“What the heck is all this other stuff": Dems revolting on reconciliation?

AP Photo/J. Scott Applewhite

Nancy Pelosi remains committed to passing a reconciliation bill in the House … whatever it might be. After Tuesday’s red wave, her moderate caucus members apparently no longer share her enthusiasm, especially after watching Pelosi stuff the proposal with previously excised components that Joe Manchin refuses to support.


They’re beginning to wonder why Pelosi will force them to vote on proposals that will leave them vulnerable while having zero chance of passing in the Senate:

“Pelosi is committed to bringing this up, so are a lot of the caucuses,” added Rep. Jimmy Gomez (D-Calif.), a member of the left-leaning Congressional Progressive Caucus. “Now we’re in that phase and trying to push as quickly as possible.”

Democrats still have a number of critical issues to resolve, including lingering concerns aired by Manchin as to whether the party is moving too quickly to adopt policy changes that could add to the deficit and cause even more prices to rise. Some moderate-leaning House Democrats on Wednesday added their voices to the calls for more time to study the recently revised bill — and more evidence that confirms if it is financed in full.

“What the heck is all this other stuff? Can it pass the Senate?” asked Rep. Kurt Schrader (D-Ore.), noting that Democrats added hundreds of pages from their earlier draft. “It really keeps changing.”

It most certainly can’t pass the Senate, but that’s no longer a priority for Pelosi. The Hill reports that she wants to re-stuff reconciliation with progressive priorities regardless of whether Manchin will vote for it. Pelosi now refuses to even wait for a CBO score to determine whether the package will even qualify under reconciliation, another sticking point for Manchin and several House moderates:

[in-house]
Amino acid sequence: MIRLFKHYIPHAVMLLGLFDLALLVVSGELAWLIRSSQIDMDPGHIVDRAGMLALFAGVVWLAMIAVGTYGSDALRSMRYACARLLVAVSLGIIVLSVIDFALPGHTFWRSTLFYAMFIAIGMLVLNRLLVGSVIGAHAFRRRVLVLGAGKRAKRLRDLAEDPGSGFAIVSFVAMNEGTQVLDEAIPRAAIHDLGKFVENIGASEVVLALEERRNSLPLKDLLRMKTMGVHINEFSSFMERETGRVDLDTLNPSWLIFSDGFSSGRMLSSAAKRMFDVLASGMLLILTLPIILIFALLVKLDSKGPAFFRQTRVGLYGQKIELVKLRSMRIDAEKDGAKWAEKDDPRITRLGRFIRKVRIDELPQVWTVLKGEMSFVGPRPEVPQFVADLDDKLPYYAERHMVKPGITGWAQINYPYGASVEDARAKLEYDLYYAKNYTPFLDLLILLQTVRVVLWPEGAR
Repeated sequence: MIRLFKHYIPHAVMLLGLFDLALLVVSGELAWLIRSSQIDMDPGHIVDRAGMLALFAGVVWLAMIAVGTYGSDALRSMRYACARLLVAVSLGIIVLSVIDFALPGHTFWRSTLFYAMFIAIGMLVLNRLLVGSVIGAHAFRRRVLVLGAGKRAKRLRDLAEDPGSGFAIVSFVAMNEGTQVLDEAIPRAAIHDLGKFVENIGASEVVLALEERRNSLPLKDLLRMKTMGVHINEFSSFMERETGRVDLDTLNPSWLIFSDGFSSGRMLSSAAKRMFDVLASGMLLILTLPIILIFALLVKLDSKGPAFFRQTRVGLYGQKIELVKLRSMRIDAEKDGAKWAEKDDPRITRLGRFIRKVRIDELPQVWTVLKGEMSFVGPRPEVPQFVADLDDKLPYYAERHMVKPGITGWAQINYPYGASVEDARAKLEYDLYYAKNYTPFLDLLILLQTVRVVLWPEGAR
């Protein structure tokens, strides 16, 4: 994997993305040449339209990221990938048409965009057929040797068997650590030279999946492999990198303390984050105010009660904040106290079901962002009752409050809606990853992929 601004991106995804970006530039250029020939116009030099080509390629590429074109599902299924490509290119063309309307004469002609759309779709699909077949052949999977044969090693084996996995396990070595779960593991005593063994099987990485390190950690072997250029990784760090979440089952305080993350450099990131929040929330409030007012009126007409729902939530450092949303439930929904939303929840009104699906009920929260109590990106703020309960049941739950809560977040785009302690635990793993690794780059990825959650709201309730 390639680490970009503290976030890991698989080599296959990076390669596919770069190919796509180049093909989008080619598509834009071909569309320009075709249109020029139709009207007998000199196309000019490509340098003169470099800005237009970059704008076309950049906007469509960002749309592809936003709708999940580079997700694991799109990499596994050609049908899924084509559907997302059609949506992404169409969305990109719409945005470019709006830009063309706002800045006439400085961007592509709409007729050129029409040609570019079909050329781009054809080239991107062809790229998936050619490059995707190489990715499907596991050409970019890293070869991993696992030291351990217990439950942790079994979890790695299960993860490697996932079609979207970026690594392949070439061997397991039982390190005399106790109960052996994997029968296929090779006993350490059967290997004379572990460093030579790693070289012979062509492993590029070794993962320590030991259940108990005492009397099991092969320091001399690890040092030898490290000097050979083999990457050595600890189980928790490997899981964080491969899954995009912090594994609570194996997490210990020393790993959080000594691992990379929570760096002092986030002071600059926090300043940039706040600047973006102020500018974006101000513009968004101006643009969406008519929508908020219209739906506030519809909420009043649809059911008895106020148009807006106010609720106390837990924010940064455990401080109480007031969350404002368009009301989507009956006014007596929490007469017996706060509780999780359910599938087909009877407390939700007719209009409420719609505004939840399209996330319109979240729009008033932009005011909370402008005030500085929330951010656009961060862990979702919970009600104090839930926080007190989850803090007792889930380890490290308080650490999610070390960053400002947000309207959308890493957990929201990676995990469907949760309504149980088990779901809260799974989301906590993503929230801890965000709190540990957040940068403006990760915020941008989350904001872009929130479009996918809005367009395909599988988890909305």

A handful of moderates, led by Rep. Stephanie Murphy (D-Fla.), are demanding a score from the Congressional Budget Office on the social spending bill before they agree to vote for it.

“Her well of confidence remains undiscovered by all of us who seek it,” said one moderate Democrat.

“There is risk because it’s got to pass the floor here, and then once it gets to the Senate, it’s got to survive over there,” said a second House Democrat. “It shows how much everybody wants to see movement.”

Pelosi’s change in strategy underscores the desire by House Democrats to show some kind of progress on Biden’s economic agenda after months of messy, intraparty infighting over policy and political tactics. Both the House and Senate are slated to be on recess next week for Veterans Day, and rank-and-file Democrats are desperate to have a successful vote that they can talk about with constituents and voters back home — especially after their big loss in Virginia.

But it’s unclear how things would play out in the Senate if the House manages to pass Build Back Better. House Democrats said such a move would put pressure on Manchin to reject the package and bring the two sides closer to a deal that’s been elusive for months.


Manchin’s been dealing with pressure for months, and still shows no sign of buckling. In fact, he told CNN’s John Berman this morning that Pelosi still hasn’t figured out that Democrats have veered too far to the Left, even after Tuesday’s electoral disaster:

This effort to push a bill that the Senate not just won’t but can’t pass is remarkable enough, but it’s not at all clear that Pelosi can get this passed in the House, either. Moderates who got the same lesson Manchin derived from Virginia and New Jersey election results will be none too keen to take dangerous votes on immigration amnesty and new mandates on businesses for paid leave while the economy stalls and the labor markets drag. The entire exercise has become nothing more than Pelosi’s virtue-signaling, a kind of performance art designed to do no more than get polite applause from progressive activists.

Well, that’s not entirely true. The performance art is likely a clever diversion that will allow Pelosi to finally do something substantive in passing the bipartisan infrastructure bill. She needs the progressive caucus for that, so Pelosi’s clowning around with Biden’s impossible “framework” as a distraction. When her version of the Biden proposal dies in the House or Senate, Pelosi can shrug it off and point to the BIF as at least some business accomplished. But first she has to fool the progressives, and thus far her track record on that has been dismal.


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